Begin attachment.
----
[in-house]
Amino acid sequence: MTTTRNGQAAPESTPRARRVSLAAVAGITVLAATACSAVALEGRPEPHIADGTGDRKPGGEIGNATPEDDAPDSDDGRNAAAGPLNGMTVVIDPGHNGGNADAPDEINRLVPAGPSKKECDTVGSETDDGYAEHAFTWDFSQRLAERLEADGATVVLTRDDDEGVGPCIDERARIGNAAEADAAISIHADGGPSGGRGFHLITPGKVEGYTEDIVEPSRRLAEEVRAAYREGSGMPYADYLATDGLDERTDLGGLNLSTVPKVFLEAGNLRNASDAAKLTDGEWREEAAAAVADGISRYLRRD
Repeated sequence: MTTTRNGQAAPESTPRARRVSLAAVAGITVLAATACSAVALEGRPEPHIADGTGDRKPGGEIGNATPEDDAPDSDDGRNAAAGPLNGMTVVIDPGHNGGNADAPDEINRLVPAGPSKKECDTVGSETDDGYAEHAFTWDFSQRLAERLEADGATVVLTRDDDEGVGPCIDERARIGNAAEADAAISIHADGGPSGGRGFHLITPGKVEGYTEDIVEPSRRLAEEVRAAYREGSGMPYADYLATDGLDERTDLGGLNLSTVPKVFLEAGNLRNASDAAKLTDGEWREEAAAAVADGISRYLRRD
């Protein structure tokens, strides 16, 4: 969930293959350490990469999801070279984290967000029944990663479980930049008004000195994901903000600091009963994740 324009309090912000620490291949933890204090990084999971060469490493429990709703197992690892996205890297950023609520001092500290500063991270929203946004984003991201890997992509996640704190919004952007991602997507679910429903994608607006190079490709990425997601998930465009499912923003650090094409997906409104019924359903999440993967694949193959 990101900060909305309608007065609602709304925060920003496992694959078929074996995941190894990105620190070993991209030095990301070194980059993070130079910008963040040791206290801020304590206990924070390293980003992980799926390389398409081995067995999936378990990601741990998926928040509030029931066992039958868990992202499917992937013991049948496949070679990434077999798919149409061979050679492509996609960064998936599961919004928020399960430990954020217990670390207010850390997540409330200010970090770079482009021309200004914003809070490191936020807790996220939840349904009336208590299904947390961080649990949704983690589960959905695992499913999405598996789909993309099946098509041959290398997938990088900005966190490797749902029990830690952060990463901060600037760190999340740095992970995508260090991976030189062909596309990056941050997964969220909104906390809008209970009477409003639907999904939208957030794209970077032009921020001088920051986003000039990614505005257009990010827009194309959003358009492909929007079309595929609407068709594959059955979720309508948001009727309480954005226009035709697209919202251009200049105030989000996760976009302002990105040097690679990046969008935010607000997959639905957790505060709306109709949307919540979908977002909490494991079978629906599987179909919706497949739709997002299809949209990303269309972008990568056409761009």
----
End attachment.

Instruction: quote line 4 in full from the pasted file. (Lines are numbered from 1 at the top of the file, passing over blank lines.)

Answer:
């Protein structure tokens, strides 16, 4: 969930293959350490990469999801070279984290967000029944990663479980930049008004000195994901903000600091009963994740 324009309090912000620490291949933890204090990084999971060469490493429990709703197992690892996205890297950023609520001092500290500063991270929203946004984003991201890997992509996640704190919004952007991602997507679910429903994608607006190079490709990425997601998930465009499912923003650090094409997906409104019924359903999440993967694949193959 990101900060909305309608007065609602709304925060920003496992694959078929074996995941190894990105620190070993991209030095990301070194980059993070130079910008963040040791206290801020304590206990924070390293980003992980799926390389398409081995067995999936378990990601741990998926928040509030029931066992039958868990992202499917992937013991049948496949070679990434077999798919149409061979050679492509996609960064998936599961919004928020399960430990954020217990670390207010850390997540409330200010970090770079482009021309200004914003809070490191936020807790996220939840349904009336208590299904947390961080649990949704983690589960959905695992499913999405598996789909993309099946098509041959290398997938990088900005966190490797749902029990830690952060990463901060600037760190999340740095992970995508260090991976030189062909596309990056941050997964969220909104906390809008209970009477409003639907999904939208957030794209970077032009921020001088920051986003000039990614505005257009990010827009194309959003358009492909929007079309595929609407068709594959059955979720309508948001009727309480954005226009035709697209919202251009200049105030989000996760976009302002990105040097690679990046969008935010607000997959639905957790505060709306109709949307919540979908977002909490494991079978629906599987179909919706497949739709997002299809949209990303269309972008990568056409761009």